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Does Prehabilitation Before Surgery Affect Return to Sport in Baseball Pitchers With Partial Ulnar Collateral Ligament Tears?

BACKGROUND: Purposeful rehabilitation before surgery (prehabilitation) has been researched and implemented in the treatment of anterior cruciate ligament tears. However, it is unclear whether prehabilitation would affect outcomes for baseball pitchers with partial ulnar collateral ligament (UCL) tears.

PURPOSE/HYPOTHESIS: The purpose of this study was to determine whether baseball pitchers with partial UCL tears who completed ≥4 weeks of prehabilitation (prehab group) have different return to play (RTP) outcomes than pitchers with 0 to 3 weeks of preoperative physical therapy (no prehab group). We hypothesized that pitchers in the prehab group would have similar RTP rates compared with pitchers in the no prehab group.

STUDY DESIGN: Cohort study; Level of evidence, 3.

METHODS: Baseball pitchers of all competitive levels who underwent primary UCL reconstruction (UCLR) or UCL repair between 2010 and 2019 were included. Physician chart notes, magnetic resonance images, and operative notes were screened to confirm primary UCLR or UCL repair of a partial UCL tear and to identify whether the nonoperative treatment had been attempted. Patients were contacted via RedCap for postoperative complications, reoperations, RTP, and patient-reported outcomes (Kerlan-Jobe Orthopaedic Clinic score, Andrews-Timmerman score, Conway-Jobe score, and satisfaction).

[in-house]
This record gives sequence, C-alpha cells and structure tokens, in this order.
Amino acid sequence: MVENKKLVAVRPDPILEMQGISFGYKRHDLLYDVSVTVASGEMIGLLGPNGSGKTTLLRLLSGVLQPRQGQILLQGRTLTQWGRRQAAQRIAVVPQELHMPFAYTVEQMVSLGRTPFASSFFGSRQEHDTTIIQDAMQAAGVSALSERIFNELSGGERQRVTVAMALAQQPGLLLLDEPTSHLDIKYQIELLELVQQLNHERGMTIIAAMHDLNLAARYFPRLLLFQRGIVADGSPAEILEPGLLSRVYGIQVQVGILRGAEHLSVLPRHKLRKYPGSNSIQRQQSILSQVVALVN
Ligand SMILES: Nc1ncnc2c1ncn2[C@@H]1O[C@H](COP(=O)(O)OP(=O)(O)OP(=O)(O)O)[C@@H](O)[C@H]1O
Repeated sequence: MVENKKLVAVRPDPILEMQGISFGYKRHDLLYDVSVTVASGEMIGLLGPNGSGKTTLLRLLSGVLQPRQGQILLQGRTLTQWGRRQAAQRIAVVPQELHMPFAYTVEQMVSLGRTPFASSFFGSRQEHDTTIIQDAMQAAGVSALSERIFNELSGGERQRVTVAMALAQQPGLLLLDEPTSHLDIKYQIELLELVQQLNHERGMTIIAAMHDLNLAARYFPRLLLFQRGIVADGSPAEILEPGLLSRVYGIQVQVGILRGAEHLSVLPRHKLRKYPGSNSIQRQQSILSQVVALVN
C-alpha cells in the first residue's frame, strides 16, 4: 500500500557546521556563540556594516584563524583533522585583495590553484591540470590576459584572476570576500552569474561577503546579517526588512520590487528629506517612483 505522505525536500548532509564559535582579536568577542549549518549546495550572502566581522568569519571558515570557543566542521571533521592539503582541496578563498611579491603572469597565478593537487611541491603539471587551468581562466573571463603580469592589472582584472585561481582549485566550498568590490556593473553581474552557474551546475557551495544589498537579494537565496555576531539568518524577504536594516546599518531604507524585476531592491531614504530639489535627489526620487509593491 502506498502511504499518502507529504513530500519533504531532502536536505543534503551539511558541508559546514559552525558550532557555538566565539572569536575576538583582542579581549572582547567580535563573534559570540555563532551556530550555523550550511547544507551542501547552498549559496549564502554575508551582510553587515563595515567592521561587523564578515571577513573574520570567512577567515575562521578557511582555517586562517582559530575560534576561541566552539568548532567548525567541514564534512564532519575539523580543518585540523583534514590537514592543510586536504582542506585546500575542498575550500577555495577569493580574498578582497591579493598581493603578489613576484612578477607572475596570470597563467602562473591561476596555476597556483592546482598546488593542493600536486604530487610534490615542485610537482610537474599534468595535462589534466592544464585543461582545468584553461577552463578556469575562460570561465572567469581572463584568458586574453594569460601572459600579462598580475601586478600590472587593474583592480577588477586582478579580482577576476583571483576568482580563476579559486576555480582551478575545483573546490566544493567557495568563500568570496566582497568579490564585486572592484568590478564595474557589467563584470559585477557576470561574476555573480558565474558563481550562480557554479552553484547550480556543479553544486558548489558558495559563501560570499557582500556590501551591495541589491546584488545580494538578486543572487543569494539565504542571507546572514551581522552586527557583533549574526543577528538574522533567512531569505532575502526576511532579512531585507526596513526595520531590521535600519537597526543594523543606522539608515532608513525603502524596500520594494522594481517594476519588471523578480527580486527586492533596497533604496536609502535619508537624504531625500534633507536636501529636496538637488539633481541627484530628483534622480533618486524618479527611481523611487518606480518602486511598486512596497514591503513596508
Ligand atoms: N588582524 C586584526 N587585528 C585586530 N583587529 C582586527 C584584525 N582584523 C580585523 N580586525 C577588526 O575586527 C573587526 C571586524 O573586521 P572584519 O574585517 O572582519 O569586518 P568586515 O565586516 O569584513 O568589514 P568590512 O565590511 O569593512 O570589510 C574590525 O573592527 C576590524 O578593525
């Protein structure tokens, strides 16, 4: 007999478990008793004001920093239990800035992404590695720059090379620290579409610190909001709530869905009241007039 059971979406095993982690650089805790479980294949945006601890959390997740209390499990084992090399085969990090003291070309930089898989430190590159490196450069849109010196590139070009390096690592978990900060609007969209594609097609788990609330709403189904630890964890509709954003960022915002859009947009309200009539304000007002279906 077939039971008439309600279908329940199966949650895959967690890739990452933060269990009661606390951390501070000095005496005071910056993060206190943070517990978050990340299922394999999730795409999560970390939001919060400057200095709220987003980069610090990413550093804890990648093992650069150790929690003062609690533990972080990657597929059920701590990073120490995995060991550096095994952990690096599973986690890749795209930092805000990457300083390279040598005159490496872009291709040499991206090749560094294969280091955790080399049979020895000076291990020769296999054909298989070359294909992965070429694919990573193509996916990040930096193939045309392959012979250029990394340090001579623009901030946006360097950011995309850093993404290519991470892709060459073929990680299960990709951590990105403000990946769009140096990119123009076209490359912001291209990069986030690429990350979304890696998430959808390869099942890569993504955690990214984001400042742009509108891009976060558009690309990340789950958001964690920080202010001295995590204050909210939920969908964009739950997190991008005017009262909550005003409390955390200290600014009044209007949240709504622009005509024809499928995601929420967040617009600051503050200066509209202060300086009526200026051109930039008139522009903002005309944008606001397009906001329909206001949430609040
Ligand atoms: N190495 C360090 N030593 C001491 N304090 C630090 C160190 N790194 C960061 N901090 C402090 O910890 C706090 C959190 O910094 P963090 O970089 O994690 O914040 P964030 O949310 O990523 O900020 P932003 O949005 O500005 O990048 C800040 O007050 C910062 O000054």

RESULTS: Overall, 105 baseball pitchers (n = 55 prehab group; n = 50 no prehab group) were included and evaluated at 3.4 ± 2.5 years postoperatively. Six pitchers underwent UCL repair, and 99 pitchers underwent UCLR. All demographic characteristics were similar between groups except the prehab group received a gracilis graft more frequently (76.5% vs 51.2%; P = .038). The RTP rate (prehab [88.1%] vs no prehab [93.8%]; P = .465) was similar between groups. All other postoperative outcomes were also similar between groups, including revision rates and patient-reported outcomes.

CONCLUSION: Postoperative and patient-reported outcomes did not differ significantly between pitchers with partial UCL tears who performed rehabilitation before UCL surgery and pitchers who did not attempt a significant period of rehabilitation before UCL surgery. Clinicians should feel comfortable recommending rehabilitation for patients with partial UCL tears who wish to attempt a period of nonoperative treatment, as postoperative outcomes are not affected if UCL surgery is later needed.

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